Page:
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Available actions

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Actions are steps that do something within a Trudon test, actions that a typical user will carry out on a webpage.

There are a few different types of actions; some act on a page element (identified using a CSS selector) while others don’t. All the steps have a description, automatically generated by the extension, to help you understand what the test is expected to do.

  • Mouse click: executes a mouse click on a specific element. It expects a CSS selector to identify the element.
  • Hover: Move the mouse cursor over an element, triggering mouseover events. It expects a CSS selector to identify the element.
  • Input set value: Assigns a value into a specific input field, such as input, select, textarea. It expects a CSS selector to identify the element and the new value for the input field.
  • Input send keypress: Performs a keypress action, such as TAB, ENTER, LEFT_ARROW, …, on a specific element. It expects a CSS selector to identify the element and the keypress value.
  • Change URL: Navigate to the specified URL in the browser. This action expects the URL.
  • Set cookie: Sets a new cookie or updates the value for an existing cookie. It expects the cookie name and the new value.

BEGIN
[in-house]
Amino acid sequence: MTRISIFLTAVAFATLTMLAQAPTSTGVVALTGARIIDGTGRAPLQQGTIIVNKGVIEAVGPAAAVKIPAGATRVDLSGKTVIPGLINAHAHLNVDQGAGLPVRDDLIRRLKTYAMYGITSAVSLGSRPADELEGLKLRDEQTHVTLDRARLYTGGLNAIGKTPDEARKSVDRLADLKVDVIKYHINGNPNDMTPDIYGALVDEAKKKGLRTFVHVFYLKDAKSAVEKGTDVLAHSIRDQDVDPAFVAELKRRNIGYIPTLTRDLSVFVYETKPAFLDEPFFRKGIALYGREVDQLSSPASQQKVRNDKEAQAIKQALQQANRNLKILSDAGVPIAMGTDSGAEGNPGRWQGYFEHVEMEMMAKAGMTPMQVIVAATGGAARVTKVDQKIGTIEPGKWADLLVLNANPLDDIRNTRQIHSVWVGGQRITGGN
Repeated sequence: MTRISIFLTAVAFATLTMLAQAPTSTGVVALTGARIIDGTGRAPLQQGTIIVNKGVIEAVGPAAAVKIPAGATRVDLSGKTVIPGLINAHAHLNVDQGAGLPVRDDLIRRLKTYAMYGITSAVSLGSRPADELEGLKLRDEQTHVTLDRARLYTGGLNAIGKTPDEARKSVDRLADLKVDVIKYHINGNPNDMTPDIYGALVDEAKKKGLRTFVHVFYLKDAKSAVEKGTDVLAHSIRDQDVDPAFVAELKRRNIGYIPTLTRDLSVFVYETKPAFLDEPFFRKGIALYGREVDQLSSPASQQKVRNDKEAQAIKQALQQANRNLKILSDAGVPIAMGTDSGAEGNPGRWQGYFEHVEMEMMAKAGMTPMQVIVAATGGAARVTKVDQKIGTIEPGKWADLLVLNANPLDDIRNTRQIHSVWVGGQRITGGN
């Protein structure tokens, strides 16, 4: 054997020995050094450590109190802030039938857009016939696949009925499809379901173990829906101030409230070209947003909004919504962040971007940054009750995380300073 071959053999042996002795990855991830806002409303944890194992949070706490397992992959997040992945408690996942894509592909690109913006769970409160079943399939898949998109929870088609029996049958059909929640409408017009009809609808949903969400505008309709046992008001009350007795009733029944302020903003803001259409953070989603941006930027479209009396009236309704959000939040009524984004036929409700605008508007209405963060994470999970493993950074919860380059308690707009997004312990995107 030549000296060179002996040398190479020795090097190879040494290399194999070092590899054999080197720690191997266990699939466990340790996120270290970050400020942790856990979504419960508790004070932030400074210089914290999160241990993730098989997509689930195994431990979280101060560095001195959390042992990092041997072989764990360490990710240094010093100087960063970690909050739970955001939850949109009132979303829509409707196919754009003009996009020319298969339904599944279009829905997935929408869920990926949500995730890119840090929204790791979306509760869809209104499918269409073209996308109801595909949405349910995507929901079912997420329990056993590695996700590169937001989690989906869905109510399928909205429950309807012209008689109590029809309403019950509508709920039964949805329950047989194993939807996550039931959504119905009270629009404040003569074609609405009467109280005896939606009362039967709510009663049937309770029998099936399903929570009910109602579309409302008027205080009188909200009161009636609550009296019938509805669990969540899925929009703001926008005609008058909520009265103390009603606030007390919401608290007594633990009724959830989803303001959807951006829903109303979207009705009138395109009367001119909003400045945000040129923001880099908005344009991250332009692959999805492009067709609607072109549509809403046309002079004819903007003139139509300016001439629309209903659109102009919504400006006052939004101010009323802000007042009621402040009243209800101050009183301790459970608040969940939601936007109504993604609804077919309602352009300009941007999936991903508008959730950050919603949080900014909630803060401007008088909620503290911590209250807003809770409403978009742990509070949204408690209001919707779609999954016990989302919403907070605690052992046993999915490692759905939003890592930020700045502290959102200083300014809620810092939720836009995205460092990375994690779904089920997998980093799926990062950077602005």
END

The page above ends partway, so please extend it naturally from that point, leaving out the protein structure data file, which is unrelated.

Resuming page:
• Set local storage: Sets a new local storage variable or updates the value for an existing one. It expects the key and the new value.
  • File upload: Sets a file to an input field. It expects a selector to identify the input field, and the actual file to be used during the test run.
  • Drag and drop: Drag one element and drop it on top of another element. It expects two element selectors: one for the element to be dragged, and another one for the drop area.
  • Pause: Pauses for a specific amount of time. It expects the number of seconds to wait. This is useful when you need a large amount of time to wait before doing a certain action. There is no need to add this when you want to wait for an element to be present or to have a certain value, because Trudon does that for you automatically.

All the actions described above are recorded by the chrome extension and used during a test run. Of course, you can manually add others when needed, by editing a test.

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